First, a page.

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Opinions of Sunday, 23 May 2021

Columnist: Kwaku Badu

At least, Planting for Food and Jobs Programme is fixing the existential shortages

Dr Afriyie Akoto, Minister for Agric Dr Afriyie Akoto, Minister for Agric

Prior to the 2016 general elections, there was incontrovertible evidence which showed an exponential decline in the contributions of the agricultural sector to the national Gross Domestic Products (GDP).

Take, for example, the agricultural sector grew a favourable 7.4% by 2011. However, due to dreadful errors in decision-making, the agricultural growth declined sharply to just around 2.4% by December 2016 at the time the NDC government was exiting power.

As expected from serious, committed and forward-thinking leaders, the then opposition NPP presidential candidate, Nana Akufo-Addo made a campaign promise to introduce an economic boosting programme, with a tuneful nomenclature: ‘Planting for Food and Jobs’.

And, lo and behold, the good people of Ghana found in NPP, a redeemer, in whom they reposed their absolute trust to set them free from the NDC government’s economic bondage.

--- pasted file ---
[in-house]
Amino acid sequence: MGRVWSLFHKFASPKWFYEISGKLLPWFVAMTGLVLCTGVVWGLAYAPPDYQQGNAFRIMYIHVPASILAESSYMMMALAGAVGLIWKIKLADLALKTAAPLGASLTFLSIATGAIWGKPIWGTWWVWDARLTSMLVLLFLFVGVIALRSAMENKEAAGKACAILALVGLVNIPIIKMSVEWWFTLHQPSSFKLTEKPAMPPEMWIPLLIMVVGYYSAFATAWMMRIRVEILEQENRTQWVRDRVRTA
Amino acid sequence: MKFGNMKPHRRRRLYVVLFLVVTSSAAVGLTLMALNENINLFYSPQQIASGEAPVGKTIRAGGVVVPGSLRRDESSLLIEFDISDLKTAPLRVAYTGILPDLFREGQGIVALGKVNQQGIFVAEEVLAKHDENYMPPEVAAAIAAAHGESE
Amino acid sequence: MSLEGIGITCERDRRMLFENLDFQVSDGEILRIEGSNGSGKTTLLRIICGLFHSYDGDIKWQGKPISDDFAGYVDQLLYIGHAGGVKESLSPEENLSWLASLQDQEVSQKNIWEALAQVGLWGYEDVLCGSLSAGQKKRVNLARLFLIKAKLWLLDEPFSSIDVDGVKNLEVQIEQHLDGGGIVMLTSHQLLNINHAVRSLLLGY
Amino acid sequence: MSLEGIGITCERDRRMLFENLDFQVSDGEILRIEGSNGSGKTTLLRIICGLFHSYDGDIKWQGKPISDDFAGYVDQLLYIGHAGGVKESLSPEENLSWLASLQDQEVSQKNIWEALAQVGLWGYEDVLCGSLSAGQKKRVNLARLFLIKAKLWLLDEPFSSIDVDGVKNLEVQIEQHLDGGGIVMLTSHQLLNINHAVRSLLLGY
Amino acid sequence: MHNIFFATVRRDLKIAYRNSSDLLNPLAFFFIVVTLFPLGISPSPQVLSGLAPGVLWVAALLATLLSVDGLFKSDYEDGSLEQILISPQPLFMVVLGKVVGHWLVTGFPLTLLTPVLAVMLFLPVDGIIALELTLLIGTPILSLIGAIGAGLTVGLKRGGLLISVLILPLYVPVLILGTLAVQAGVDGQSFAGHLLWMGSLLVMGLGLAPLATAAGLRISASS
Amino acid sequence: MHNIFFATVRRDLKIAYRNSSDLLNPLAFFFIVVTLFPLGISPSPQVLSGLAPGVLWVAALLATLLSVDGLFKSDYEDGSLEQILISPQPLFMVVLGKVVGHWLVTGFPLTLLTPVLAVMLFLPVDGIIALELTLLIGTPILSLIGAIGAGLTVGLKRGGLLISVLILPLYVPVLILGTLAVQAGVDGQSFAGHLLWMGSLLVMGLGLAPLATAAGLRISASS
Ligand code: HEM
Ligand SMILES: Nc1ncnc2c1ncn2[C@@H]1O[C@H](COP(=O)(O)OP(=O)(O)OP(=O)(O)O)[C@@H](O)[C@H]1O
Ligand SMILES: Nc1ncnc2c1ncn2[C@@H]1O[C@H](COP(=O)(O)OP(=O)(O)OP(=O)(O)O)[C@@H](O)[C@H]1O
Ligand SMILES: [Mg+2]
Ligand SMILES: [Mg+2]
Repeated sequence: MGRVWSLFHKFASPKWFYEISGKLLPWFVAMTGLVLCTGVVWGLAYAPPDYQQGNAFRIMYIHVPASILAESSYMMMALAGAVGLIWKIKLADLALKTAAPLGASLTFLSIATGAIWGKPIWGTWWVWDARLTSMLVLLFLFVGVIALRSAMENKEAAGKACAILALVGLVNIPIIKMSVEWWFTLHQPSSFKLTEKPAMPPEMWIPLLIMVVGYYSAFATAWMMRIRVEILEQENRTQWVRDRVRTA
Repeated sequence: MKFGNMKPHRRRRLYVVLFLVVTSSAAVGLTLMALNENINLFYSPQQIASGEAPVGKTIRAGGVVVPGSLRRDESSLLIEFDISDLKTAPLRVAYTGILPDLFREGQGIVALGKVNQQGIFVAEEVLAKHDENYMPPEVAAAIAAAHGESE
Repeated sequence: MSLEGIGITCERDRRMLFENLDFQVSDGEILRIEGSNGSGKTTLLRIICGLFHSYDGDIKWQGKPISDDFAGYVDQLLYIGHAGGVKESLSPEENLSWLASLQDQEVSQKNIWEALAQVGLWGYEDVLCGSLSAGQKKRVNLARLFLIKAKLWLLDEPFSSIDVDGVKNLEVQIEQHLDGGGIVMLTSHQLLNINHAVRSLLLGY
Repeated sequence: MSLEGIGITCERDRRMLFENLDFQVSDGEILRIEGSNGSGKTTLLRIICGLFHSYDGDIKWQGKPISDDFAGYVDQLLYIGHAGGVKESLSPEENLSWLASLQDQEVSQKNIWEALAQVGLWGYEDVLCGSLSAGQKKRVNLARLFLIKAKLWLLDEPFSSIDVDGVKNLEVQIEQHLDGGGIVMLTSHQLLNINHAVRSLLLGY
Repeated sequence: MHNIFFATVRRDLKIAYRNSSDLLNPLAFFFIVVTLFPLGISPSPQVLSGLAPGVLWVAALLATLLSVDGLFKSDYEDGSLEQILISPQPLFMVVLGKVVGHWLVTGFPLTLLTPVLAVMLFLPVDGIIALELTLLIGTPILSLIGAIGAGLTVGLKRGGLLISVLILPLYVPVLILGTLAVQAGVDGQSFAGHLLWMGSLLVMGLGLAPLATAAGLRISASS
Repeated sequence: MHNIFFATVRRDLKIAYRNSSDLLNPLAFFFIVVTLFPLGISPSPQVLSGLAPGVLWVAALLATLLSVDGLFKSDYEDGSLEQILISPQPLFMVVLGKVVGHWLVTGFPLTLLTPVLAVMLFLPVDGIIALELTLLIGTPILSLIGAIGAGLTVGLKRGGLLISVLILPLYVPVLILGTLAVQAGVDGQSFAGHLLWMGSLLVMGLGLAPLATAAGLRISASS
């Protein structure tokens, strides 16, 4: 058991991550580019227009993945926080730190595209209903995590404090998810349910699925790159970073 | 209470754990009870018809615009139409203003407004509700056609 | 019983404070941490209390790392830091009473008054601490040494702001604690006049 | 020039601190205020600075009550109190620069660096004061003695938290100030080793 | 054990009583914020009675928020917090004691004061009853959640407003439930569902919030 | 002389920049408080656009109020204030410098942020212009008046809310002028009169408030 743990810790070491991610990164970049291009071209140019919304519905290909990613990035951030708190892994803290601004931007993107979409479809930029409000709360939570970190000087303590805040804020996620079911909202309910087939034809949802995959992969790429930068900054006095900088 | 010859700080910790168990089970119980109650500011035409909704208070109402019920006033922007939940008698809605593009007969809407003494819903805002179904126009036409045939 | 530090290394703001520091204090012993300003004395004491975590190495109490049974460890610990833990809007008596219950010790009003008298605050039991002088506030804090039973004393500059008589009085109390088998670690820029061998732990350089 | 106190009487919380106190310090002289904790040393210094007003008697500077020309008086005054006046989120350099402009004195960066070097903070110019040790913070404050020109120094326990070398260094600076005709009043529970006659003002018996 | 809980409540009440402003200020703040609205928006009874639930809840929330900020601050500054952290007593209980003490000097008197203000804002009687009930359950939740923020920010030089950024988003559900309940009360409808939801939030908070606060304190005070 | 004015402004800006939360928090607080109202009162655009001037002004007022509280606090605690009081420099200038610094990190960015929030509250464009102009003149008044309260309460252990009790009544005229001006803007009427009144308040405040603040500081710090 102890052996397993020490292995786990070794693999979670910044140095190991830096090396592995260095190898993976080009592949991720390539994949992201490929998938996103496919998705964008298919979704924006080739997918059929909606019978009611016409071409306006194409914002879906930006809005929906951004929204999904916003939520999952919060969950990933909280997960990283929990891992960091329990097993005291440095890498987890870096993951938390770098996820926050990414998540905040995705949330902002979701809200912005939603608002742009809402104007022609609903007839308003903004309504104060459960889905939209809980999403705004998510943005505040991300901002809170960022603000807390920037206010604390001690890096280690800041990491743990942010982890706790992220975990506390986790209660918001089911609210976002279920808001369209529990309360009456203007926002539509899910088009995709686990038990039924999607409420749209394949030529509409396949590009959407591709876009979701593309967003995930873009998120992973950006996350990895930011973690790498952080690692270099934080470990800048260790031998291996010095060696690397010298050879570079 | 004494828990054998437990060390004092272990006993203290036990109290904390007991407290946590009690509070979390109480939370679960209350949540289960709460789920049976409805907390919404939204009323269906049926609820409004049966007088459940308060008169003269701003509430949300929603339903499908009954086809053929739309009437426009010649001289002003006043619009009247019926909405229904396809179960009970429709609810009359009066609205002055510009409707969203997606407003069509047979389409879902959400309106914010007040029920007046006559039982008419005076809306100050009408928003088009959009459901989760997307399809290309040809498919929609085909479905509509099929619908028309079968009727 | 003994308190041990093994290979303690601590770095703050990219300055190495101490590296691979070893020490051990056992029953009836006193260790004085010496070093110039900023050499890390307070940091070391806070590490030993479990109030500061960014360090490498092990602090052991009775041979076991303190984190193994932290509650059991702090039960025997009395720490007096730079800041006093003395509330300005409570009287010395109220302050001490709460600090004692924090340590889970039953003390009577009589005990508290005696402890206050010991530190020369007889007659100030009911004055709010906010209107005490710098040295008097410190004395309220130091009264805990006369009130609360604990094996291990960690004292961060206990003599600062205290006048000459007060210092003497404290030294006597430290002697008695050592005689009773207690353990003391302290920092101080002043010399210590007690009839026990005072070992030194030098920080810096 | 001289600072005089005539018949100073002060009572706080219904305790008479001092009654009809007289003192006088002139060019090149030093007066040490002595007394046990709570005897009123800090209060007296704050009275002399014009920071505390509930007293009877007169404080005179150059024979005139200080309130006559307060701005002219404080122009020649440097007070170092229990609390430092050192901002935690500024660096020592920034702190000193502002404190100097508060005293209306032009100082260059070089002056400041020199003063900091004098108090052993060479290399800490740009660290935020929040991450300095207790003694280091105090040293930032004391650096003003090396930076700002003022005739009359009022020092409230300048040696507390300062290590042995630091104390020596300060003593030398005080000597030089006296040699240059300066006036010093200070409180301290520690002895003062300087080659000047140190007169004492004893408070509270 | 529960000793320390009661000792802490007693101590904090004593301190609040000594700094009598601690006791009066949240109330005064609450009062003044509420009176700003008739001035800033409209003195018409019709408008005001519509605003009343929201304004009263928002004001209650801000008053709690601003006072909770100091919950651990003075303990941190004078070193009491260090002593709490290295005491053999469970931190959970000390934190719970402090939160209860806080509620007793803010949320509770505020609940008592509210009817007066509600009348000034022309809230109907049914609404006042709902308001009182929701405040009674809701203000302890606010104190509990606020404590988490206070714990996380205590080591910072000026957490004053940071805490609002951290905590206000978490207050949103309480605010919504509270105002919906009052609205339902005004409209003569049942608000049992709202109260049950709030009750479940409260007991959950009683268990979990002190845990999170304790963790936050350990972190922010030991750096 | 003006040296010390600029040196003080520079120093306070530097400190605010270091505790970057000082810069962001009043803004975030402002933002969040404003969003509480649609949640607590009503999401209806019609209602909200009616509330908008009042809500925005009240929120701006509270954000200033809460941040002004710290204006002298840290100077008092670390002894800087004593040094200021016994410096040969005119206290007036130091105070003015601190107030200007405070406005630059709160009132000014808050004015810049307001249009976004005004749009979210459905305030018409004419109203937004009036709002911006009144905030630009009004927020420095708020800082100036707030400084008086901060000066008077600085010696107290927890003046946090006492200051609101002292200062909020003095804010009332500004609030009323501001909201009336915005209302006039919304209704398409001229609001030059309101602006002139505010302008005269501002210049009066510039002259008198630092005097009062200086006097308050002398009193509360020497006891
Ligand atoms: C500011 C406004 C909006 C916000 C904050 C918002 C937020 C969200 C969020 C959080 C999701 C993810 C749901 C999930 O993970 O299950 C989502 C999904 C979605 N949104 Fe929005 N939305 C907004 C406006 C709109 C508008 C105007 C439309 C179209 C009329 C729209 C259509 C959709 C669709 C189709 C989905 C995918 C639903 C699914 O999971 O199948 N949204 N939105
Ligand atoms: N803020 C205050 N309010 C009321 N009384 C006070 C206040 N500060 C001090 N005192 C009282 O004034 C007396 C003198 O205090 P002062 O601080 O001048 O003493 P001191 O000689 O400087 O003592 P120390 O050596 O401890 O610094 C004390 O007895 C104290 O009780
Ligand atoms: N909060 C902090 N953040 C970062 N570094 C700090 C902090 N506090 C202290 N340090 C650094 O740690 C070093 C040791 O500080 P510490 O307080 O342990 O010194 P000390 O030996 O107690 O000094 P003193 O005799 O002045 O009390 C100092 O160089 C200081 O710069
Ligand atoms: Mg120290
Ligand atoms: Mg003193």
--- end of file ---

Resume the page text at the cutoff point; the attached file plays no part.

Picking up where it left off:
To their credit, though, upon winning the 2016 general elections, the Akufo-Addo’s government efficiently rolled up the programme, and the rest is history.

There is no denying or hiding the fact that some people go into politics for the love of their nation, while others just see power as an opportunity to amass wealth.

Indeed, the available evidence shows that some people enter into politics with a view to enjoying the power and satisfying their egos.

Unfairly, however, we tend to put all politicians in one basket and then pass judgement over their conduct.

“When all parties turn out to be the same once in power, people lose faith in all parties, and ultimately in democracy.”

In fact, the notion that all politicians behave in the same manner once they are in power is somewhat sophistic, so to speak.

I have always maintained that despite the widely held notion that Ghanaian politics is full of inveterate propagandists and manipulating geezers, we have many selfless, morally upright and forward-thinking politicians in our midst.

So, I was not the least surprised at all when I once heard the former NDC Member of Parliament for Ejura Sekyedumase Constituency in the Ashanti Region, Hon. Alhaji Panga Bu, honestly and passionately attesting to the NPP government’s well-thought-through Planting for Foods and Jobs programme on Asempa FM on Thursday 25th October 2018.

The former policy maker stressed: "let me plead with my party members that they should see some calls as a national one. We should desist from playing politics with every important national issue. The Planting for Food and Jobs programme is a national call and I want my party members to embrace it."